About Jennifer

Jennifer Ever Larsen

Making peace with Béchamel

Making peace with Béchamel

dsc_0507

Most of the cooks in my family made their lasagna with a ricotta cheese mixture, blended with an egg. Almost no one bothered to slave over the stove stirring béchamel for lasagna. Mom did make a “white sauce” as a base for her macaroni and cheese, but I couldn’t be troubled to learn how to blend the milk into the roux, and generally ignored sauces thickened with flour as an unnecessary part of my culinary education.

Then came along my French husband, who actually hates all things creamy, but learned how to make lasagna from a roommate in college who deemed that the béchamel was absolutely necessary.

For the last five years I have left him completely in charge when it comes to lasagna. But here and now, quarantined in this beautiful apartment in Pisa where we find ourselves riding out the coronavirus crisis, I decided it was time to put a couple new tricks in my back pocket.

Here is my take on béchamel, which I’ve made four times in the last two weeks. May it make your quarantine period a little tastier, a little brighter.

dsc_0506

Béchamel – or White Sauce
Yield: enough for one six-portion lasagna

Ingredients
100g butter
100g flour
700-1000ml milk
1 bay leaf
salt to taste
pinch freshly grated nutmeg

A note on thickness: we like the sauce to be on the thicker side, so we stop adding milk after about 700-750ml. If you want the sauce thinner you may end up adding up to a liter, to your discretion. Feel free to STOP adding milk at any point, stir, and see if the sauce’s thickness is to your liking. If you want it thinner, keep adding milk.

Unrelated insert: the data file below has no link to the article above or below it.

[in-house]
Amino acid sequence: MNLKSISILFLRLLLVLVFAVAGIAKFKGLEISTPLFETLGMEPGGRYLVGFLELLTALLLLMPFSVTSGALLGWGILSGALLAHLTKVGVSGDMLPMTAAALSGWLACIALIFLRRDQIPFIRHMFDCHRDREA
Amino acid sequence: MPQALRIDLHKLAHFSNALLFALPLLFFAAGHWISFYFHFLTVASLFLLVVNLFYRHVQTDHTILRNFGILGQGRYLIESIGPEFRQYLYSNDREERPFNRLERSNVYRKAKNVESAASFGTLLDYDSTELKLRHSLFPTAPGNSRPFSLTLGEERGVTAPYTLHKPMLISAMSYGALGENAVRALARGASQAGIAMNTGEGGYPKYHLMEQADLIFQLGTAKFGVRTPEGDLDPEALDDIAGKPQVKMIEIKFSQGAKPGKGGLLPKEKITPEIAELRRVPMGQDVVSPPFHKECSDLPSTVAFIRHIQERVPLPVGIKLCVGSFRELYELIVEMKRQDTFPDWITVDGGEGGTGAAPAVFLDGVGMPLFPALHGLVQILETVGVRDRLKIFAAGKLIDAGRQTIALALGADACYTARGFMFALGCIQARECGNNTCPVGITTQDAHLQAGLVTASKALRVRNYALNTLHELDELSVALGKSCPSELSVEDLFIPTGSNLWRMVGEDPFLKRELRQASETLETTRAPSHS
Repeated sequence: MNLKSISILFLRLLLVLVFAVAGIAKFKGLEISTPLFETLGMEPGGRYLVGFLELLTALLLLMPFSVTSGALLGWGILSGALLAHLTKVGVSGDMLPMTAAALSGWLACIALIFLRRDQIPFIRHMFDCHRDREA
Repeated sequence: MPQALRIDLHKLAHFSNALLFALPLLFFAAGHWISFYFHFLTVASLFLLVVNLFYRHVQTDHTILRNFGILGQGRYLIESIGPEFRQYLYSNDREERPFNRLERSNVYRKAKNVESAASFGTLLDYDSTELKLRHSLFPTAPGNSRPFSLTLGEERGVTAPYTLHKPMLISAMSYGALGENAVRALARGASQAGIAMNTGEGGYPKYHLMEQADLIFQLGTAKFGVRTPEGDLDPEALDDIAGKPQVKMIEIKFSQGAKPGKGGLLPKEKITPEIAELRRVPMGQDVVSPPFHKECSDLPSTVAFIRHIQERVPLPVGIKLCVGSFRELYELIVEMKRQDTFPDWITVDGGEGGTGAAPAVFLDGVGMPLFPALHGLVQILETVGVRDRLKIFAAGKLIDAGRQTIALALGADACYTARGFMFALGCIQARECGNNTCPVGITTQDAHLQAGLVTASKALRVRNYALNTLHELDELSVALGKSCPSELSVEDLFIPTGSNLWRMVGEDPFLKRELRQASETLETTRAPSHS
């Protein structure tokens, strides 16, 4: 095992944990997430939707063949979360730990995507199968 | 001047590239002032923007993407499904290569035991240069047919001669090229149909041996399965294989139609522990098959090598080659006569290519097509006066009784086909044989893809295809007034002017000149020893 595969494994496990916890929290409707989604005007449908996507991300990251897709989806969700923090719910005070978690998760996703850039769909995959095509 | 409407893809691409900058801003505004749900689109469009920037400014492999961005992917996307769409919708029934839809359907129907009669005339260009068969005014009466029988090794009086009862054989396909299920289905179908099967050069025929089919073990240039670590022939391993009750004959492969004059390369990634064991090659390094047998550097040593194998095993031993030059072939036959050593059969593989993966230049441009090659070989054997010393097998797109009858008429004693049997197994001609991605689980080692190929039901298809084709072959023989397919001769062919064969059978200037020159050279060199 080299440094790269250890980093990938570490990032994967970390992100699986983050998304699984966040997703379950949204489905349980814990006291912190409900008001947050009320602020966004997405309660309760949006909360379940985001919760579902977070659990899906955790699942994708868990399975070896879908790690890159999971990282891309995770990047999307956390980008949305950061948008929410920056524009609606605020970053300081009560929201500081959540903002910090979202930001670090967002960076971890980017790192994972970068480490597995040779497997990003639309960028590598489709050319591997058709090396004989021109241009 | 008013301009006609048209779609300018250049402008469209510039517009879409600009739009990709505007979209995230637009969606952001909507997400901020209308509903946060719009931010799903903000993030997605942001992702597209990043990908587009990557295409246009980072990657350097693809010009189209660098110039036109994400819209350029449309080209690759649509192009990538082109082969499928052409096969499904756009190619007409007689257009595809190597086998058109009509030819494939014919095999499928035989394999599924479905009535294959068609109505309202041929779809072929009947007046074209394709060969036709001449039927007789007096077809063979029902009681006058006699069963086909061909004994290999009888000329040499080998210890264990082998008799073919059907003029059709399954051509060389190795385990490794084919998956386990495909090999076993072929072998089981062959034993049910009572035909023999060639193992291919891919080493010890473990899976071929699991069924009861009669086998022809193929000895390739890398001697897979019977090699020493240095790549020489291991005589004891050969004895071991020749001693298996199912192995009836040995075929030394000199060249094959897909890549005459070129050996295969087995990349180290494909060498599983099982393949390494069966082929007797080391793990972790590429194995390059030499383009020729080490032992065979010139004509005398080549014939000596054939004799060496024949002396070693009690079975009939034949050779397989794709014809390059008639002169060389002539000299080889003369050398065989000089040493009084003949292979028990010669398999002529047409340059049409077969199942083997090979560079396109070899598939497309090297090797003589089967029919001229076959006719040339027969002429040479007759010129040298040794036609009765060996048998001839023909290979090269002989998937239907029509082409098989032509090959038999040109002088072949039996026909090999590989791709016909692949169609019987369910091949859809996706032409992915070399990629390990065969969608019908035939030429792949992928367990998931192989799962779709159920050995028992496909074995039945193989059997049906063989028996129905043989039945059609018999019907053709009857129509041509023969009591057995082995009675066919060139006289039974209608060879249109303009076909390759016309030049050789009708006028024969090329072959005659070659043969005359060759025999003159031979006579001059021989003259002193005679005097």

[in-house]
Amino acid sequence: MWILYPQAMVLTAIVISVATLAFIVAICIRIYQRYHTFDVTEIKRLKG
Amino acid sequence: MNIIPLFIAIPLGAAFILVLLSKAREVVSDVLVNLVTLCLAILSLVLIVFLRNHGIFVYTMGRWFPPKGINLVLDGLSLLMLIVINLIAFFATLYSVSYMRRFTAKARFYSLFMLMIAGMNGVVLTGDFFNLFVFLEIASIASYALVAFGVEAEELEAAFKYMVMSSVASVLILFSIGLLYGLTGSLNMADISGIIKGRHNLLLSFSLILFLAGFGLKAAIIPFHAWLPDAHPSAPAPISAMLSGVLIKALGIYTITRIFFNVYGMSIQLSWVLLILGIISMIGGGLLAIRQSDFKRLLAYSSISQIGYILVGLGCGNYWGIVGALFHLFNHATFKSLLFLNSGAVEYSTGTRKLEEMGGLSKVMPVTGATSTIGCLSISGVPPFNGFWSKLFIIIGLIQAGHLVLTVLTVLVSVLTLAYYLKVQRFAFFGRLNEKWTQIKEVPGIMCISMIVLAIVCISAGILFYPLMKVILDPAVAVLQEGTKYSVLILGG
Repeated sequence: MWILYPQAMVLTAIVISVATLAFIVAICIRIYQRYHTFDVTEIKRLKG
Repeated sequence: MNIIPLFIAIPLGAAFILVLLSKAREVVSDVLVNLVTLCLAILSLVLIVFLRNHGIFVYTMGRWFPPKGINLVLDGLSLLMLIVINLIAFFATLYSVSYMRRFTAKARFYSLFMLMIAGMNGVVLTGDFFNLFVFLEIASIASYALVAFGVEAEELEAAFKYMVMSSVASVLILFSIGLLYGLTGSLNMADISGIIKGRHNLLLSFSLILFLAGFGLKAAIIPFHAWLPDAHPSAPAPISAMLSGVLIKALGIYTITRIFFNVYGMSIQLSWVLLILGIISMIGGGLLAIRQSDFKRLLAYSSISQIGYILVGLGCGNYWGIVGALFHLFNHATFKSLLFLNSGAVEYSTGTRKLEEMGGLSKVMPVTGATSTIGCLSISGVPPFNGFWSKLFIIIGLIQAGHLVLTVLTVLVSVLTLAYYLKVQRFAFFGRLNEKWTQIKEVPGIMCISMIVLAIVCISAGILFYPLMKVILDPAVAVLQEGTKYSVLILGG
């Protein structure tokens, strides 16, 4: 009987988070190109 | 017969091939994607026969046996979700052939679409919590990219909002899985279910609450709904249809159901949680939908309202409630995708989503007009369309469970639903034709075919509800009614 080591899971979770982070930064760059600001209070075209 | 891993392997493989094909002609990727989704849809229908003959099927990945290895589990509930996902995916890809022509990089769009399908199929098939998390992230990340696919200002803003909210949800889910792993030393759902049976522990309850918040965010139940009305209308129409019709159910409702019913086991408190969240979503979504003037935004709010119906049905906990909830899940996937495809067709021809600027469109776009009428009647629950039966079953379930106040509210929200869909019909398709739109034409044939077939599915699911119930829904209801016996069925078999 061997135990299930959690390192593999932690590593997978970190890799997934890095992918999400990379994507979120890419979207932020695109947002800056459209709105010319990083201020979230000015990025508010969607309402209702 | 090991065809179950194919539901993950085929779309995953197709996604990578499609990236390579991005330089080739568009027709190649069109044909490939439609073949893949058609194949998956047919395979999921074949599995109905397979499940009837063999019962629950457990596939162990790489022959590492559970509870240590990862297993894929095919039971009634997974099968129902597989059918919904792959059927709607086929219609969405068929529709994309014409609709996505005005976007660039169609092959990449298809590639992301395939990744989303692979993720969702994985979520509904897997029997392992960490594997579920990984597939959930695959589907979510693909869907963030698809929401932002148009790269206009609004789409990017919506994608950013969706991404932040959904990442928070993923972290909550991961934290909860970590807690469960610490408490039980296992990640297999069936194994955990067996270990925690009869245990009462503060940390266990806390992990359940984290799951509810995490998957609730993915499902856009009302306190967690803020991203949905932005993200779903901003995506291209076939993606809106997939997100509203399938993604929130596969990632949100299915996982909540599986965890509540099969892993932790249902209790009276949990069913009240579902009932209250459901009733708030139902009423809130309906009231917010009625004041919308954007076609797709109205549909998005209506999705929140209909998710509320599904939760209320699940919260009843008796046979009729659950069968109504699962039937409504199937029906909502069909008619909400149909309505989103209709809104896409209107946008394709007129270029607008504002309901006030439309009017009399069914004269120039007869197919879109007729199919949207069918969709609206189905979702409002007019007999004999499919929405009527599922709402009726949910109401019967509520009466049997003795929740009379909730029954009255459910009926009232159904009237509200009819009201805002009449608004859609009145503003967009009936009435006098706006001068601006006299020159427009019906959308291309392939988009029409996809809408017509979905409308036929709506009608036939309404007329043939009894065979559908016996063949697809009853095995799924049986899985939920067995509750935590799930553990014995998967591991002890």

Method
Start by pouring the milk into a medium saucepan over low heat. You want the milk to be warm before you pour it into your béchamel, but not boiling – if at any point you notice it beginning to bubble, turn the heat to the lowest setting or simply turn it off.

Melt the butter in a large saucepan over medium-low heat. Stir gently with a long-handled wooden spoon. As soon as all of the butter has melted, add the flour and begin stirring, gently but constantly, with the wooden spoon.

The butter/flour mixture should homogenize, and bubble ever so slightly. Do not let it brown. Keep stirring. You want to cook this starter or “roux” long enough so that the flour loses its raw taste, but without browning the mixture. Once it has gotten thicker, elastic-like, begin to add a small pour of milk. Stir generously.

At this point, add the bay leaf to the pot. Stir the mixture continuously and rigorously, so as to eradicate any lumps in the flour. Scrape down any dried bits on the sides of the pot. Keep adding milk bit by bit, letting the mixture completely homogenize in between each pour. You may want to lower the heat on the béchamel if it is bubbling or thickening too quickly. You can also move the pan on and off the heat as you work to prevent it from over-heating.